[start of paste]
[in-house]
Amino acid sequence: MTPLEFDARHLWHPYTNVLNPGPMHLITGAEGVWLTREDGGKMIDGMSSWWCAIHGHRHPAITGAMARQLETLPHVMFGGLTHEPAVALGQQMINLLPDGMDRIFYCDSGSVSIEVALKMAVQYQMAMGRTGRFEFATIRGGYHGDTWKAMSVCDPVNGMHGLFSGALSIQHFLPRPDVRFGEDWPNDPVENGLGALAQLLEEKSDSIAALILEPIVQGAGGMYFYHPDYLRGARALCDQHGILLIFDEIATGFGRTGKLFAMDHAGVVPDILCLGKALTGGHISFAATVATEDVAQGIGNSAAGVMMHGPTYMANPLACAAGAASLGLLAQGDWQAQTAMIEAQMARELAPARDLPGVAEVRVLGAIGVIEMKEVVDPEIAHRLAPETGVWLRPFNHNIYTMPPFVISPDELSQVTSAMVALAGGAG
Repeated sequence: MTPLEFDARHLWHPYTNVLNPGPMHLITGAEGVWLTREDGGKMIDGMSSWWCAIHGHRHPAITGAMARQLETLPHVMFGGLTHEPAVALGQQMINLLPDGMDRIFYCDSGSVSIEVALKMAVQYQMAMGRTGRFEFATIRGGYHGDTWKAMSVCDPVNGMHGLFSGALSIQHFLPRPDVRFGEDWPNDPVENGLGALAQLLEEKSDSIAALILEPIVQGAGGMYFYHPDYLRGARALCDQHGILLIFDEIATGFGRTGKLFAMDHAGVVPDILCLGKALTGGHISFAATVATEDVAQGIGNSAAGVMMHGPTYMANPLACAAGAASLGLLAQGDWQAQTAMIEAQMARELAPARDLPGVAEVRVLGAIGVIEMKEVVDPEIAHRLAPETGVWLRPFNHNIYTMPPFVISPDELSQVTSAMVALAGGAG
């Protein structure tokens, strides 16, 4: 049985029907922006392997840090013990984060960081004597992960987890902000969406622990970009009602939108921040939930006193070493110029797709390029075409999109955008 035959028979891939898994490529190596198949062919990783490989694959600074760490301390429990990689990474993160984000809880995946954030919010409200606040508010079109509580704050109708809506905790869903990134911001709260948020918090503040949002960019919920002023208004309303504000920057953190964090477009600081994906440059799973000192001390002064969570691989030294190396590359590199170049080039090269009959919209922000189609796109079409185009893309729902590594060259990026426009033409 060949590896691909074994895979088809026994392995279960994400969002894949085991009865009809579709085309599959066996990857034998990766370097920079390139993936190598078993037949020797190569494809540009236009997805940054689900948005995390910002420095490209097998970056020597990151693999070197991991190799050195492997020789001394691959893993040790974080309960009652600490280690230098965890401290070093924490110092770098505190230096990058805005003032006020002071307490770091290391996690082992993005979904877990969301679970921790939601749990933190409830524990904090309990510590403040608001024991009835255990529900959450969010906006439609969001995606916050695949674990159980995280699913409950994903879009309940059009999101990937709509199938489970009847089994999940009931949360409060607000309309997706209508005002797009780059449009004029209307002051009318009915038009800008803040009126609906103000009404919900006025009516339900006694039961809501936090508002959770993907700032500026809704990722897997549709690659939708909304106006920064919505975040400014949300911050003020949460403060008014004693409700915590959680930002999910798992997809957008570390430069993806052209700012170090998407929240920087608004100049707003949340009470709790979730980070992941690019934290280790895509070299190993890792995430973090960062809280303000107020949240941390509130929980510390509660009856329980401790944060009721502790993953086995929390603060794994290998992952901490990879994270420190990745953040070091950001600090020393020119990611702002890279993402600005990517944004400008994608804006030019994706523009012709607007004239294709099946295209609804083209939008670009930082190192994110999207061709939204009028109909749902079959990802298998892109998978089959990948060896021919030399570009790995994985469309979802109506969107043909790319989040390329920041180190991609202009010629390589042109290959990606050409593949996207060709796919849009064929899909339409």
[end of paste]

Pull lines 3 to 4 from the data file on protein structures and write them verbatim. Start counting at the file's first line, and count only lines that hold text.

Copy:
Repeated sequence: MTPLEFDARHLWHPYTNVLNPGPMHLITGAEGVWLTREDGGKMIDGMSSWWCAIHGHRHPAITGAMARQLETLPHVMFGGLTHEPAVALGQQMINLLPDGMDRIFYCDSGSVSIEVALKMAVQYQMAMGRTGRFEFATIRGGYHGDTWKAMSVCDPVNGMHGLFSGALSIQHFLPRPDVRFGEDWPNDPVENGLGALAQLLEEKSDSIAALILEPIVQGAGGMYFYHPDYLRGARALCDQHGILLIFDEIATGFGRTGKLFAMDHAGVVPDILCLGKALTGGHISFAATVATEDVAQGIGNSAAGVMMHGPTYMANPLACAAGAASLGLLAQGDWQAQTAMIEAQMARELAPARDLPGVAEVRVLGAIGVIEMKEVVDPEIAHRLAPETGVWLRPFNHNIYTMPPFVISPDELSQVTSAMVALAGGAG
């Protein structure tokens, strides 16, 4: 049985029907922006392997840090013990984060960081004597992960987890902000969406622990970009009602939108921040939930006193070493110029797709390029075409999109955008 035959028979891939898994490529190596198949062919990783490989694959600074760490301390429990990689990474993160984000809880995946954030919010409200606040508010079109509580704050109708809506905790869903990134911001709260948020918090503040949002960019919920002023208004309303504000920057953190964090477009600081994906440059799973000192001390002064969570691989030294190396590359590199170049080039090269009959919209922000189609796109079409185009893309729902590594060259990026426009033409 060949590896691909074994895979088809026994392995279960994400969002894949085991009865009809579709085309599959066996990857034998990766370097920079390139993936190598078993037949020797190569494809540009236009997805940054689900948005995390910002420095490209097998970056020597990151693999070197991991190799050195492997020789001394691959893993040790974080309960009652600490280690230098965890401290070093924490110092770098505190230096990058805005003032006020002071307490770091290391996690082992993005979904877990969301679970921790939601749990933190409830524990904090309990510590403040608001024991009835255990529900959450969010906006439609969001995606916050695949674990159980995280699913409950994903879009309940059009999101990937709509199938489970009847089994999940009931949360409060607000309309997706209508005002797009780059449009004029209307002051009318009915038009800008803040009126609906103000009404919900006025009516339900006694039961809501936090508002959770993907700032500026809704990722897997549709690659939708909304106006920064919505975040400014949300911050003020949460403060008014004693409700915590959680930002999910798992997809957008570390430069993806052209700012170090998407929240920087608004100049707003949340009470709790979730980070992941690019934290280790895509070299190993890792995430973090960062809280303000107020949240941390509130929980510390509660009856329980401790944060009721502790993953086995929390603060794994290998992952901490990879994270420190990745953040070091950001600090020393020119990611702002890279993402600005990517944004400008994608804006030019994706523009012709607007004239294709099946295209609804083209939008670009930082190192994110999207061709939204009028109909749902079959990802298998892109998978089959990948060896021919030399570009790995994985469309979802109506969107043909790319989040390329920041180190991609202009010629390589042109290959990606050409593949996207060709796919849009064929899909339409």